When it comes to paying careful attention to details, one of the finest places to do so is the Asian Civilisations Museum of Singapore. Salak Yom, an annual Buddhist festival in Northern Thailand was celebrated in a beautifully-lit room containing decorated bamboo trees. Salak Yom was originally a rite of passage of young unmarried women. Her skills in preparing for the decoration show her sense of art, capability, and thus her readiness to get married.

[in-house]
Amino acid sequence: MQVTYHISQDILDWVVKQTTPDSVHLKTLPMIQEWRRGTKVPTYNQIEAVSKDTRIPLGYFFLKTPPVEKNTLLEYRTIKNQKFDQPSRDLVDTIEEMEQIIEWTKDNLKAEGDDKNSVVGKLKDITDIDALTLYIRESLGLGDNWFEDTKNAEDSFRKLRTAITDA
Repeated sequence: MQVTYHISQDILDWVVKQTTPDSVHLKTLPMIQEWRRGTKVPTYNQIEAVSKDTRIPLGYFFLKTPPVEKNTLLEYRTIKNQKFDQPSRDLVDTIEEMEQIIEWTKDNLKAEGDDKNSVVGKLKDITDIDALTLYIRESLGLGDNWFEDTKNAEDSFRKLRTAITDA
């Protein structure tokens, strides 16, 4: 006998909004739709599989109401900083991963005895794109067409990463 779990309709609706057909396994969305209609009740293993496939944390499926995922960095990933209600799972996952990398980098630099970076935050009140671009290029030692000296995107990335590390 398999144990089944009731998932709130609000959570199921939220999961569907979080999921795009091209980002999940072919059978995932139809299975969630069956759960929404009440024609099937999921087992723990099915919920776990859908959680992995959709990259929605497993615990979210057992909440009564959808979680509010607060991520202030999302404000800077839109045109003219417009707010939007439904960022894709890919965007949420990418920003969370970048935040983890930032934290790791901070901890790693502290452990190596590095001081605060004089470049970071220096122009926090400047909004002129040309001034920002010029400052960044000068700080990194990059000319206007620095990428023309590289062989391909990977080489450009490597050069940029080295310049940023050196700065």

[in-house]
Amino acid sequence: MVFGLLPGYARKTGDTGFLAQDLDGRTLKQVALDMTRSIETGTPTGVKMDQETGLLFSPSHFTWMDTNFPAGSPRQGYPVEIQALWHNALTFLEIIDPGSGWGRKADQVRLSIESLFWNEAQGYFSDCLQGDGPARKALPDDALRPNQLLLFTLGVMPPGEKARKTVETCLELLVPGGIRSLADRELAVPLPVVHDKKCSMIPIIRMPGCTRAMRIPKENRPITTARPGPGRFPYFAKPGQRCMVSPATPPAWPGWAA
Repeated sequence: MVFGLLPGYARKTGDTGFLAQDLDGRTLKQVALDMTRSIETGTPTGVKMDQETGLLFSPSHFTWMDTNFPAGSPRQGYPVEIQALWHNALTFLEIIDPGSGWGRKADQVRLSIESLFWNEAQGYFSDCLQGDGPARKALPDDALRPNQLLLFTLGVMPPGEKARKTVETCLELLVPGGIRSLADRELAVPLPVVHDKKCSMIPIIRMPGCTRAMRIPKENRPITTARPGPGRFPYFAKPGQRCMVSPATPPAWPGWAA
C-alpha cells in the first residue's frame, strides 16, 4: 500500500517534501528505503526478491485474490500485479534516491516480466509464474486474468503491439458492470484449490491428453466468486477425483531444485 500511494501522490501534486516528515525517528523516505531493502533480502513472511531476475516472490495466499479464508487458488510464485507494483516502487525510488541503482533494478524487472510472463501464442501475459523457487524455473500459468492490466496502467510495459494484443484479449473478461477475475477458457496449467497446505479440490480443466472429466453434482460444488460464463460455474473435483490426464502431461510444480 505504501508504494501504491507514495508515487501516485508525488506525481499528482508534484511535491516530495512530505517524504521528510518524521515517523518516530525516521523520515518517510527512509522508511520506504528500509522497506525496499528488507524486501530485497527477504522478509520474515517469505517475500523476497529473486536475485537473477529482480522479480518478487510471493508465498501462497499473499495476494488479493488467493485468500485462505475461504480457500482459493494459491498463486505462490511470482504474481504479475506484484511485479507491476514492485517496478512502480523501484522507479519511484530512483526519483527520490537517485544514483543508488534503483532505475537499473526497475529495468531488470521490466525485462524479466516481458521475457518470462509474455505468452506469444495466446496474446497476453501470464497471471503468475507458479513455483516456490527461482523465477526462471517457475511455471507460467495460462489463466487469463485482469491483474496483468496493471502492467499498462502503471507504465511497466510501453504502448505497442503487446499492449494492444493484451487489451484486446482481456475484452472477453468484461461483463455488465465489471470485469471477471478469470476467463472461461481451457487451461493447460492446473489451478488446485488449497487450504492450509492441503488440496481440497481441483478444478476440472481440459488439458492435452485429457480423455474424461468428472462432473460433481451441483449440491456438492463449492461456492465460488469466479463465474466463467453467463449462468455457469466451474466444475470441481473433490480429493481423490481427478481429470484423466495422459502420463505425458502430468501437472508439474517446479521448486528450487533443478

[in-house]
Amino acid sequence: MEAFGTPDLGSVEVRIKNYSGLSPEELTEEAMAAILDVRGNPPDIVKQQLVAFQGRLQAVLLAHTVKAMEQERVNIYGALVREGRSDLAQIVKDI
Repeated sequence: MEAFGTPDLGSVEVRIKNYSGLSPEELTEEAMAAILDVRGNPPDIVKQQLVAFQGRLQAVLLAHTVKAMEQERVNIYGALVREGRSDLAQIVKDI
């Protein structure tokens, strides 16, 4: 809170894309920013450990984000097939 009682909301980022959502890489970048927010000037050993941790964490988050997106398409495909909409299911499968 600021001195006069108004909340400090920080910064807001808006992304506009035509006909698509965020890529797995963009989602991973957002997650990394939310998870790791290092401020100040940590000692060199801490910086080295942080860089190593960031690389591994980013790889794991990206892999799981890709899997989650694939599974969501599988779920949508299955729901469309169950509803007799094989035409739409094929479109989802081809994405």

And those little pieces made me stand in awe.
More takes on this week’s photo challenge can be found here.
High on the hills of Java lies the plateau of Dieng; a sacred ground to the Buddhists and Hindus who roamed the island long before the arrival of the New Religions. Up here, people live so close to the gods as the temples sit side-by-side with vast farmlands of potatoes, carrots, squashes, and tomatoes. Backing the prayers through its puffing ponds are the numerous craters which give vibes to the people and geothermal energy to faraway cities.
Life here is so free one can almost touch the gods by sitting inches to the craters with little or no boundary and letting your prayers go up and up. Here are the proofs: